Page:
Katia Raina

The Magic Mirror

Writing Vows

So, it’s been three weeks since I left my job at Patch, and I wanted to share an update.

Of course life’s been paradise, that goes without saying. Time is precious again, in a good way. It means something more than please-God-hurry-up-and-let-it-be-over between Fridays. But this post is about remembering the lessons I have learned, and not letting them go to waste as one day melts into another.

I never want to fool myself again that time is something I will always have, like an immortal vampire.

This post is a reminder to myself to keep to the same rigorous standards I have kept to while working at Patch. I have more reason to do so. Now I am working for myself.

Granted, it’s the middle of summer, with kids here, always here, and as amazing as my kids are for this writing mama, it isn’t always easy. When I keep letting them interrupt my writing thread, I start and stop like a stalling locomotive. If I say “please not now,” I feel like a rotten parent right away.

On the days when I wake up at 5 a.m, I need a nap at 3 p.m., all my thoughts “gone fishin’.”

Even in paradise, things sometimes need improvement :)

I am not making excuses. All in all, I have been doing okay. I’ve been racing at highway speed, actually,  compared to the way I was moving forward when I was working for someone else.

I finished analyzing a fat bestseller I admire for scene construction and maneuvering multiple plotlines and characters through the story. I have applied to a writing MFA program of my dreams. And I have been making steady progress on my work-in-progress.

But I want to do even better. I need to remember Patch. I need to be stronger.

So, I’m not going to wait for New Year’s: I am going to make some summertime writing resolutions now.  Or maybe I should say, I am going to “renew” my writing “vows.” A lot of this I am already doing. I just have to keep going. Some of it, I need to do more.

If any of the below applies to any of you, fellow writers, feel free to join me.


1. Write every day of my life, for as long as I live, even on vacation, even if it’s fifteen minutes a day. (But more than that — waay more, when not on vacation, or in the midst of an incredibly busy weekend).

2.  Make  meaningful time for at least one of my kids each day, preferably both, (and bedtime reading doesn’t count, dinner conversation and small talk between writing and chores doesn’t count). This can only be flexible if and whenI find myself on an extremely tight publisher deadline, but even with that, at least fifteen minutes of doing something special — something different with kids each day shouldn’t really be that hard to come by.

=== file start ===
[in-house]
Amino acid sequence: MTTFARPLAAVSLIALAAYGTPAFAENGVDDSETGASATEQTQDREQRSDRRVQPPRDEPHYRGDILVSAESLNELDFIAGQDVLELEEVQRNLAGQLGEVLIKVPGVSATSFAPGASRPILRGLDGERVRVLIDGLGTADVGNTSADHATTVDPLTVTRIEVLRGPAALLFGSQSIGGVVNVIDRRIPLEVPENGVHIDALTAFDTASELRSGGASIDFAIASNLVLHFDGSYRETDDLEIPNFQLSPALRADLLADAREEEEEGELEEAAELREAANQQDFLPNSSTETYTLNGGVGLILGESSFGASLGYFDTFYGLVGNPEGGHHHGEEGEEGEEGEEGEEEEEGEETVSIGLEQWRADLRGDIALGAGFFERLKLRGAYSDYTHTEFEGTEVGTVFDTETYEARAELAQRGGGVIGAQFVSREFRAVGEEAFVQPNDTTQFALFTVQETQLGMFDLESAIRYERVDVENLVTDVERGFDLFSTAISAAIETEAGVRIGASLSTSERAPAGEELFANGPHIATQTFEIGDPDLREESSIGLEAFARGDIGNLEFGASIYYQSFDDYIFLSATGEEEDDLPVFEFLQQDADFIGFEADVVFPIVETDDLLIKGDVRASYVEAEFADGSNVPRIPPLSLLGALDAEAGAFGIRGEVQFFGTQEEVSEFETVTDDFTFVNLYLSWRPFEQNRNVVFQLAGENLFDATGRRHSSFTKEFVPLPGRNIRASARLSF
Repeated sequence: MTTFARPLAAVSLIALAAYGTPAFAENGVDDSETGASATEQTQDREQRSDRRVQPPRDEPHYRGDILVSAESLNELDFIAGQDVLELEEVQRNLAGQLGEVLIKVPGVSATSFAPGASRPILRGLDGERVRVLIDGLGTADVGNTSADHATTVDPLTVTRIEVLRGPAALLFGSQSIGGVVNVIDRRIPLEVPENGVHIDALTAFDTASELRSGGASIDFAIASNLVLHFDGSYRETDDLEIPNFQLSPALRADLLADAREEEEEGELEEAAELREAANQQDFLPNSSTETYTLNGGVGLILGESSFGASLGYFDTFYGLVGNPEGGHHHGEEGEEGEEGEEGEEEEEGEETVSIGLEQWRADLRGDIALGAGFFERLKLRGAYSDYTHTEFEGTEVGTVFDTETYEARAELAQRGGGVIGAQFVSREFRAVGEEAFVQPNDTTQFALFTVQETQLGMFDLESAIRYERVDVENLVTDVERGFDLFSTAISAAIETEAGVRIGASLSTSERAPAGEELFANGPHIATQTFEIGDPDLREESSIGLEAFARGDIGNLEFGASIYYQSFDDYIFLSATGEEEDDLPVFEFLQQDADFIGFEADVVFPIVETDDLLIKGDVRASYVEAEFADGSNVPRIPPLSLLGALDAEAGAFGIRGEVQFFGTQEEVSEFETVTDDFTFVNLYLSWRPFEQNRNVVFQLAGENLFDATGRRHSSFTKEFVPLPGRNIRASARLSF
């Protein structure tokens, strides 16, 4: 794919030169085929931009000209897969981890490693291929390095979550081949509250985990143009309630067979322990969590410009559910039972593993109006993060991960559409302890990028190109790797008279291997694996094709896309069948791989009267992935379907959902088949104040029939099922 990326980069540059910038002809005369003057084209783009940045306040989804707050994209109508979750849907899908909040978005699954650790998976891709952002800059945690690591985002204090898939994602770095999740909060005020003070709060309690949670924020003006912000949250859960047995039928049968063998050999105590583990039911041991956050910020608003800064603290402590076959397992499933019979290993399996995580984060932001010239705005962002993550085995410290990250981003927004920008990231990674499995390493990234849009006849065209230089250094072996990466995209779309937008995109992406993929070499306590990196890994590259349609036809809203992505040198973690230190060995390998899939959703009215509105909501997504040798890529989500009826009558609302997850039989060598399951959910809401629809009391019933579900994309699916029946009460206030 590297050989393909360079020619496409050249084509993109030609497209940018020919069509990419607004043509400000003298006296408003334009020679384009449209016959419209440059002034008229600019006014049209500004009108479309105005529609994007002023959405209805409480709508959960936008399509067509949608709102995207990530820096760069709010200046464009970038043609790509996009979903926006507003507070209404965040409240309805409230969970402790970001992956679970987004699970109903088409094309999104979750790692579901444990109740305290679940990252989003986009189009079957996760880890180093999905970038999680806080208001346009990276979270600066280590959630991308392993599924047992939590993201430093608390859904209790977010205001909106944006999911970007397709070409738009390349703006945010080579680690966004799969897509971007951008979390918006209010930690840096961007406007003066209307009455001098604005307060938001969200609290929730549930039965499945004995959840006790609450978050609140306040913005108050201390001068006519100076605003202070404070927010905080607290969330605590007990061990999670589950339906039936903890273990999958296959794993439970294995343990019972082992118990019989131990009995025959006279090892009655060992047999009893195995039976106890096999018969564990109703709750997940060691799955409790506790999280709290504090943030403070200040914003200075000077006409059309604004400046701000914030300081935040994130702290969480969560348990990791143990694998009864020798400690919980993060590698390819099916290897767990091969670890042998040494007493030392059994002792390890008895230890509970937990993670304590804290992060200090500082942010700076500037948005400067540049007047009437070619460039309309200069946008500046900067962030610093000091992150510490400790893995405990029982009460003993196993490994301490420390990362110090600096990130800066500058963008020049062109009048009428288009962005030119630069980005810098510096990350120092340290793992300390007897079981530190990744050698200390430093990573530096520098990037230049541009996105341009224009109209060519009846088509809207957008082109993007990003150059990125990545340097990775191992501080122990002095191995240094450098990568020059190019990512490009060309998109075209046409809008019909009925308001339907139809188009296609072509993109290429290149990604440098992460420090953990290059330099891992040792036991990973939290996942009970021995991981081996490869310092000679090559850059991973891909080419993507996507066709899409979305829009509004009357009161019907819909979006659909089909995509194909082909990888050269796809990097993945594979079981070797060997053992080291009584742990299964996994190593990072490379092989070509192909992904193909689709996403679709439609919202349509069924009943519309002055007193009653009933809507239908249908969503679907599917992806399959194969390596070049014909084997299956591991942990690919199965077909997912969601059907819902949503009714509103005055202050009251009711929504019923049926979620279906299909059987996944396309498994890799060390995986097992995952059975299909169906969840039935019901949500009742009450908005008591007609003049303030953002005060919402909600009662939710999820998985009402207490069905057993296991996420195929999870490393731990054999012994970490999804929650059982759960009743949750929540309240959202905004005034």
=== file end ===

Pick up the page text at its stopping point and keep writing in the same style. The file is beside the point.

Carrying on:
3. Wake up at 5 a.m. (at least on weekdays), and learn not to be tired, either. Worst case: take a 15 to 20-minute nap in the middle of the day. I can do it!

4. Oh, and here is a biggie. Facebook — comments, other blogs, links, etc? I need to save that for evening, just after dinnertime. This one is maybe the toughest on my list, as crazy as that sounds.

5. Quit trying to chase myself with unreasonable deadlines of three chapters a day, or even one chapter a day. When this happens on its own, I will treat it like a present, not a requirement that my muse must keep to just because it can. As long as I keep going, that’s what counts, not chapters per day.

6. Keep writing into my “writing process” notebook as I continuously learn things about my own process: the things I have tried, the things that have worked for me and those that seem great but turn out counter-productive.

7. Keep adding to a notebook where I note all sorts of quirks I notice around me. Or crazy thoughts of my own. Observations, too, things like,  a squirrel running an obstacle course over the top of my fence outside my window. Or the way I feel about a hole made by a moth in my cashmere sweater.

I know this list may not be for everyone. A lot of other writers aren’t doing this, or don’t want to. But I also know that if I can keep to these self-imposed rules, it will do wonders for my productivity.

Have you any writing vows you occasionally need to renew?

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July 16, 2012 - Posted by | Personal Mirror, Writing Mirror | , , , ,


  1. I think it’s important to get yourself in the habit of being productive each day, so I definitely agree to that!

    Comment by Ben | July 16, 2012 | Reply

    • Thanks, Ben. And sometimes it doesn’t have to be big, either. (But sometimes it can be, too, right) :)
      So, on the scale of 1 to 10, 10 being a page-churning machine and 0 being someone who didn’t get to write at all today, how productive was your day? Mine, I’d say a 5 so far. Still hoping to turn it into a 6 by the end of the evening :)

      Comment by Katia Raina | July 16, 2012 | Reply

      • I’d say a 7 or an 8. I’m having to alternate between writing my lesson plan for tomorrow’s class (I’m teaching this summer) and my fiction writing. But I’m about 77% done with the first draft of my WIP, and I’ll be looking for betas at the end of July/beginning of August.

        Comment by Ben | July 16, 2012

  2. Good luck on your goals.

    Productivity is important. I write the most when I’m off from work. When I am working, I ease up on myself a bit. It’s hard to write a chapter a day on workdays. If it does happen though, I’m glad I had the energy and state of mind to do so.

    Comment by Medeia Sharif | July 16, 2012 | Reply

    • Oh Medeia, from my brief experience as a writer with a job, I’d say you can’t be hard on yourself in the midst of working. But steady progress IS progress, whether or not we write full-time!

      Comment by Katia Raina | July 16, 2012 | Reply

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